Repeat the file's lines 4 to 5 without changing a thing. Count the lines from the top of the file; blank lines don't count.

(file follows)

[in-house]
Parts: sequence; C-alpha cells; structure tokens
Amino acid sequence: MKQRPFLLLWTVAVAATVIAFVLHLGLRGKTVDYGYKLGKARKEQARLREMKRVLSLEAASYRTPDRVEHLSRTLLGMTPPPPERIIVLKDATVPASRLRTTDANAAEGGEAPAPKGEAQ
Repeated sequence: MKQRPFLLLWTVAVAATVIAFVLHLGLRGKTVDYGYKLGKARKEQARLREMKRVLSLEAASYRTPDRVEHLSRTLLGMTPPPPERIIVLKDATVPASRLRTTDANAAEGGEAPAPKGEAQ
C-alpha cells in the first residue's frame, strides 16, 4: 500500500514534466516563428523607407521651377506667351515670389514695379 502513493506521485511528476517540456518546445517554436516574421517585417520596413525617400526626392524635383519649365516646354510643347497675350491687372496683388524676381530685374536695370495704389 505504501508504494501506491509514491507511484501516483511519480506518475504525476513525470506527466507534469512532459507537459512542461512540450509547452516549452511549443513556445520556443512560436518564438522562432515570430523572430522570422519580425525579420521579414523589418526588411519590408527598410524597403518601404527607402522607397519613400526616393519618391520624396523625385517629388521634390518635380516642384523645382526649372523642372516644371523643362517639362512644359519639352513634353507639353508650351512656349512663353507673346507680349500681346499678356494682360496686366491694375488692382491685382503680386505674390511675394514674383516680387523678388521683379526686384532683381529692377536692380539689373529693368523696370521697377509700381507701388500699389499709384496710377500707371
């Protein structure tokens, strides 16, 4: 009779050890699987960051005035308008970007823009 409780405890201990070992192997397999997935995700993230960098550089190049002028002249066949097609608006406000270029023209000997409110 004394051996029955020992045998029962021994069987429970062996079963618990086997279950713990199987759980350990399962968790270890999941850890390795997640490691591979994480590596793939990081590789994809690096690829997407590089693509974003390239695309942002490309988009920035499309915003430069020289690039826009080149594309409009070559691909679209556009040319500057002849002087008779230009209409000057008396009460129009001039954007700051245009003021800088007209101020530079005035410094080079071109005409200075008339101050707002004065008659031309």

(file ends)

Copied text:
Repeated sequence: MKQRPFLLLWTVAVAATVIAFVLHLGLRGKTVDYGYKLGKARKEQARLREMKRVLSLEAASYRTPDRVEHLSRTLLGMTPPPPERIIVLKDATVPASRLRTTDANAAEGGEAPAPKGEAQ
C-alpha cells in the first residue's frame, strides 16, 4: 500500500514534466516563428523607407521651377506667351515670389514695379 502513493506521485511528476517540456518546445517554436516574421517585417520596413525617400526626392524635383519649365516646354510643347497675350491687372496683388524676381530685374536695370495704389 505504501508504494501506491509514491507511484501516483511519480506518475504525476513525470506527466507534469512532459507537459512542461512540450509547452516549452511549443513556445520556443512560436518564438522562432515570430523572430522570422519580425525579420521579414523589418526588411519590408527598410524597403518601404527607402522607397519613400526616393519618391520624396523625385517629388521634390518635380516642384523645382526649372523642372516644371523643362517639362512644359519639352513634353507639353508650351512656349512663353507673346507680349500681346499678356494682360496686366491694375488692382491685382503680386505674390511675394514674383516680387523678388521683379526686384532683381529692377536692380539689373529693368523696370521697377509700381507701388500699389499709384496710377500707371